Pain in the shoulder may suggest an injury, which is more common in athletes participating in sports such as swimming, tennis, pitching, and weightlifting. Injury can also be caused by over usage or repetitive motion of the arms. In addition to pain, shoulder injuries may cause stiffness, limited movement, difficulty in performing routine activities and a popping sensation.
What are the Most Common Causes of Shoulder Pain?
Some of the common shoulder injuries that cause pain and restrict the movement of the shoulders include:
Sprains and strains
A sprain is the stretching or tearing of ligaments (tissues that connect adjacent bones in a joint). It is a common injury and usually occurs when you fall or suddenly twist your shoulder. A strain is the stretching or tearing of muscle or tendon (tissues that connect muscle to bone). It is common during sports. Strains are usually caused by twisting or pulling of the tendons.
Tendonitis is inflammation of a tendon, a tissue that connects muscles to bone. It occurs most commonly because of injury or overuse.
Bursitis is inflammation of a fluid-filled sac called bursa that protects and cushions your joints. Bursitis can be caused by chronic overuse, injury, arthritis, gout or infection.
Rotator cuff injury
The rotator cuff consists of tendons and muscles that hold the bones of the shoulder joint together. Rotator cuff muscles allow you to move your arm up and down. Rotator cuff injuries often cause weakness and decreased range of motion.
A shoulder dislocation is an injury that occurs when the end of the bone is forced out of its position. It is often caused by a fall or direct blow to the joint while playing a contact sport.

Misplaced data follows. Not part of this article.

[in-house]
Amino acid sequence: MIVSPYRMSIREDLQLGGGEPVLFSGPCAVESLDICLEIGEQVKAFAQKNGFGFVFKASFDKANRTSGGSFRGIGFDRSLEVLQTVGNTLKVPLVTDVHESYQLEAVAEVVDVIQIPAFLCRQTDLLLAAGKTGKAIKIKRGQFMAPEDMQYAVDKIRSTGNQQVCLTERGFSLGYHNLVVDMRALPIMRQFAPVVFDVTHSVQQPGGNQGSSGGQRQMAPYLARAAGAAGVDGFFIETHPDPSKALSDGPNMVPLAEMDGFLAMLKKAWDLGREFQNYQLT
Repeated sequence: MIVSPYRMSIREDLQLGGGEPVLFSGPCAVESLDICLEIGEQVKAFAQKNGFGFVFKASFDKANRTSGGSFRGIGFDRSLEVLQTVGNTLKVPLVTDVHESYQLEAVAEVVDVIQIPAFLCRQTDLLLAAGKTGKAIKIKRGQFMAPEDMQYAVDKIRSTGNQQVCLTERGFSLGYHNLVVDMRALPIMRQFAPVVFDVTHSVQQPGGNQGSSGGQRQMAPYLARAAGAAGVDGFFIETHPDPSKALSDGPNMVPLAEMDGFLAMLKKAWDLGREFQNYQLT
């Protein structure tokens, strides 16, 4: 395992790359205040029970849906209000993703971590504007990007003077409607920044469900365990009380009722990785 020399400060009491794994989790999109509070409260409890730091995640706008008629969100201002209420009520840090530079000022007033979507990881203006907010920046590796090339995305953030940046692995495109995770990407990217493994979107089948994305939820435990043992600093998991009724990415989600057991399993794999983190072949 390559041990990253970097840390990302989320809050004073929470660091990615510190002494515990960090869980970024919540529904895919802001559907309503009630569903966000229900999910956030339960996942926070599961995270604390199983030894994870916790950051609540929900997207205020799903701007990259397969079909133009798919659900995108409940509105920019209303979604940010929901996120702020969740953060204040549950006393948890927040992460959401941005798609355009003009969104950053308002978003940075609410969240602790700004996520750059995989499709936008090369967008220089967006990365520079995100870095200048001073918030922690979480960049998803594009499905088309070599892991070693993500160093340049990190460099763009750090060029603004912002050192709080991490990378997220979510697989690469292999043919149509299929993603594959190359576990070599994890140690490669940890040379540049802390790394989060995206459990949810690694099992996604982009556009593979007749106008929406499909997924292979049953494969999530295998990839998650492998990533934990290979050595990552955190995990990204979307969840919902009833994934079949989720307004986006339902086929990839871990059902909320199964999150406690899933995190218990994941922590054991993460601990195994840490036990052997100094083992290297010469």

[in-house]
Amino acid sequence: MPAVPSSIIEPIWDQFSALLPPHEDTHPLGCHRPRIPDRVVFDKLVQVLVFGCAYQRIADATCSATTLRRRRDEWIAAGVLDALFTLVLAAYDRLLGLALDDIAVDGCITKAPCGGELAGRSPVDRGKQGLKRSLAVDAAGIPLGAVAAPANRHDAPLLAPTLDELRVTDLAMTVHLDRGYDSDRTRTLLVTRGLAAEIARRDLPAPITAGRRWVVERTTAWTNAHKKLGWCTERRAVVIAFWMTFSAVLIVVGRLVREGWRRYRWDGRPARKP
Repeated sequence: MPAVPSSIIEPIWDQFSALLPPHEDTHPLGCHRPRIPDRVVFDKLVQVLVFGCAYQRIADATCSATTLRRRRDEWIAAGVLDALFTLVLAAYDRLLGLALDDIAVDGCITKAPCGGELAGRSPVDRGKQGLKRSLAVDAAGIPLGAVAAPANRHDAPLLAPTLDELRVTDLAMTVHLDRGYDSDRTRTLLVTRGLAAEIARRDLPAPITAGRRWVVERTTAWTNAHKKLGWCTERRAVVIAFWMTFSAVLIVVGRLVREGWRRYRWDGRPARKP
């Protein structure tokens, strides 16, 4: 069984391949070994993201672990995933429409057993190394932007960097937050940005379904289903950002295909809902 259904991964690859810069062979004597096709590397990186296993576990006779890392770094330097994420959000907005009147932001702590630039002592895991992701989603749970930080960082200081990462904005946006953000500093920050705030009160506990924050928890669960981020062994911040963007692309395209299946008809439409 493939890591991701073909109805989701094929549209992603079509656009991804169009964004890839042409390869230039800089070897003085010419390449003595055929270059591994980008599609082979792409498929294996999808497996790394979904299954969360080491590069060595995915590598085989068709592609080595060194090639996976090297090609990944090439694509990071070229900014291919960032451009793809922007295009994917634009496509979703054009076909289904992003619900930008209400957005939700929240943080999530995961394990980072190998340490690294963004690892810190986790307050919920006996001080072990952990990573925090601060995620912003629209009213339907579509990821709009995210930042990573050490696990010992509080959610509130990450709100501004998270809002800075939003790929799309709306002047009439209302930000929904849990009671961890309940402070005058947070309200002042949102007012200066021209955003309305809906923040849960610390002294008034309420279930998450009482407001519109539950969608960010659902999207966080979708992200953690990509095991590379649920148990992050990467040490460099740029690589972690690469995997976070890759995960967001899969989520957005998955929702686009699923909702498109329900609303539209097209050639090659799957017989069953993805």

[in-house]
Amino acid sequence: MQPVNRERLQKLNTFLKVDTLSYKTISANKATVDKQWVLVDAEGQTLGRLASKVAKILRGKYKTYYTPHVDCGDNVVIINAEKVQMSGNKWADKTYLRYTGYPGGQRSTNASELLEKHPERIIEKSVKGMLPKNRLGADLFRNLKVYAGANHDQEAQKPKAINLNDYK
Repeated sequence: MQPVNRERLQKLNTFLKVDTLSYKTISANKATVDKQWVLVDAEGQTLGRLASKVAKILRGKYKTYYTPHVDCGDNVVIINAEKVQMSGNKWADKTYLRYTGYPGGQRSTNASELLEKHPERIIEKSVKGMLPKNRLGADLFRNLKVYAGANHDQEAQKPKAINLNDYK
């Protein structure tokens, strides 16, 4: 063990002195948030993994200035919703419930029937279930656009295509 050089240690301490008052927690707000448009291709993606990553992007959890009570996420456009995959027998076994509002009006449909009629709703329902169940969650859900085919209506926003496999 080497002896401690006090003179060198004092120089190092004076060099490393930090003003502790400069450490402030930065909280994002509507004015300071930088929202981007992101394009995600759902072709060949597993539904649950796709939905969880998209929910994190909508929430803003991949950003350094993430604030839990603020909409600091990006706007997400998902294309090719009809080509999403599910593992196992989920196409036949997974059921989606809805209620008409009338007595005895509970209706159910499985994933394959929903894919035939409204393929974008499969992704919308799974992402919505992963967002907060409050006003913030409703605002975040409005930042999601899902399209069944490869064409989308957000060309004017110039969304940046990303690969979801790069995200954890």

A fracture is a break in the bone that commonly occurs due to a severe injury, such as a fall or a direct blow to the shoulder.
Osteoarthritis is the most common type of shoulder arthritis, characterized by progressive wearing away of the cartilage of the joint.
Treatment for Shoulder Pain
The first mode of treatment recommended for shoulder injuries is rest, ice, compression and elevation (RICE). Your doctor may also prescribe anti-inflammatory medications to help reduce the swelling and pain. Your doctor may recommend certain exercises to prevent stiffness and improve range of motion and strength. Passive manipulation and massage therapy to improve blood circulation and healing may also be administered. Other techniques such as acupuncture, TENS, and ultrasound therapy may additionally be recommended.
- Subacromial Impingement Syndrome
- Rotator Cuff Tear
- Shoulder Pain
- Anterior Shoulder Instability
- Shoulder Impingement
- SLAP Tears
- Arthritis of the Shoulder
- Shoulder Labral Tear
- Shoulder Dislocation
- Little League Shoulder
- Frozen Shoulder
- Shoulder Trauma
- Clavicle Fracture
- Proximal Humerus Fractures
- Sternoclavicular Joint (SC joint)
- Acromioclavicular (AC) Joint Osteoarthritis
- Proximal Biceps Tendinitis
- Internal Impingement of the Shoulder
- AC Joint Separation
- Shoulder Tendonitis
- Partial Rotator Cuff Tear
- Bicep Tendon Rupture
- Shoulder Labral Tear with Instability
- Proximal Biceps Tendon Rupture
- Multidirectional Instability of the Shoulder
- Massive Retracted Rotator Cuff Tear
- Calcification Tendinitis
- Rotator Cuff Pain